Plastic/polymer structural components may fail without warning, so even minor defects should be further inspected by a suitably qualified person. A minor crack could indicate that there is a larger defect which cannot be easily seen.

A sun-damaged cracked and broken plastic hinge component from a ladder.

Figure 1: Cracking and failure of the top half of a plastic barrel hinge cover.

The bottom a plastic barrel hinge component that has cracked and failed because of sun-damage.

Figure 2: Cracking and failure of the bottom half of a plastic barrel hinge cover still attached to the ladder.

Ladders with plastic/polymer structural components may need to be replaced regularly due to UV exposure or damage.

Some ladders may need to be disassembled for proper inspection of critical components. You should ensure that a proper inspection is performed regularly by a suitably qualified person and that the ladder is re-assembled in line with original manufacturer’s instructions.

You should ensure that ladders showing signs of defects are not used. You should either dispose of and replace them, or have them inspected and repaired by a suitably qualified person with original manufacturer’s parts.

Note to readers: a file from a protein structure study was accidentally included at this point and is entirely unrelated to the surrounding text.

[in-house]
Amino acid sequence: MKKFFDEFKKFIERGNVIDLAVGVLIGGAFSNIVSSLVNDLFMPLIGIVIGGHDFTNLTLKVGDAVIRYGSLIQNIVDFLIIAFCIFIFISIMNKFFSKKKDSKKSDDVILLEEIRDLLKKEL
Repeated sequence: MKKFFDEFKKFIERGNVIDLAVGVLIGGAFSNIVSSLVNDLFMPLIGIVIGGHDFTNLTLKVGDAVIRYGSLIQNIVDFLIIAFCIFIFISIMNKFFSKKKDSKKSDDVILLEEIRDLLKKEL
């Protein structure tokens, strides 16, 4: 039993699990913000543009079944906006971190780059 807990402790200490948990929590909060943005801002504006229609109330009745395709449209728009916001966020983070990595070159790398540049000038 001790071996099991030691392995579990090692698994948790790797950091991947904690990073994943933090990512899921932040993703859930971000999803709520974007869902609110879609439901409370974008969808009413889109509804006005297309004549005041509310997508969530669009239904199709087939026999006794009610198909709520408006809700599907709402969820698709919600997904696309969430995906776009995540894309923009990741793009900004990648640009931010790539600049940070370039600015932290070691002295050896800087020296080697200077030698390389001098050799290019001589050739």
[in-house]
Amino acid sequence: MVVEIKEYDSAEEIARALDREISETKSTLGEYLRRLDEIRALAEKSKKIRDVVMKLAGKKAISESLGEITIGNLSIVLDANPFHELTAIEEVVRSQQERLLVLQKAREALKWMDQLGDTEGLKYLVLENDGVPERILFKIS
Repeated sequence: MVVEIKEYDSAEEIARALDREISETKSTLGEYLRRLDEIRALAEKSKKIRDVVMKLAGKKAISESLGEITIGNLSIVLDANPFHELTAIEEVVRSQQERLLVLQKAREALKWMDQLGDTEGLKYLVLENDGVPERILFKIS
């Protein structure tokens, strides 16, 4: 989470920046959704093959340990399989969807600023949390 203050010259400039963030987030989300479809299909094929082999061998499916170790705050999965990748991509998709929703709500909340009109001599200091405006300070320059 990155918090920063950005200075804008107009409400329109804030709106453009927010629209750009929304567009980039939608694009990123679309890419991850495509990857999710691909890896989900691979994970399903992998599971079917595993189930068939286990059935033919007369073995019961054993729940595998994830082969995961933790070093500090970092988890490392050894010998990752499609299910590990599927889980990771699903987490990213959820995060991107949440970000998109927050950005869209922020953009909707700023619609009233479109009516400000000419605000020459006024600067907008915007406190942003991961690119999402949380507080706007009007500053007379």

Legal duties

Employers have duties under the Occupational Health and Safety Act 2004 (OHS Act). They must, so far as is reasonably practicable:

  • provide and maintain a working environment that is safe and without risks to the health of employees and independent contractors
  • provide or maintain plant or systems of work that are safe and without risks to health
  • provide employees with the necessary information, instruction, training or supervision to enable them to do their work in a way that is safe and without risks to health
  • ensure that people other than employees are not exposed to risks to their health or safety arising from the employer's conduct

Self-employed persons must ensure, so far as is reasonably practicable, that persons are not exposed to risks to health or safety arising from the conduct of their undertaking.

In addition, where there is a risk of a person falling from a height of more than two metres, employers have specific duties under Part 3.3 (Prevention of falls) and Part 5.1 (Construction) of the OHS Regulations.

Designers, Manufacturers and Suppliers of ladders (plant) also have duties under the OHS Act to both employees and others that use the ladders.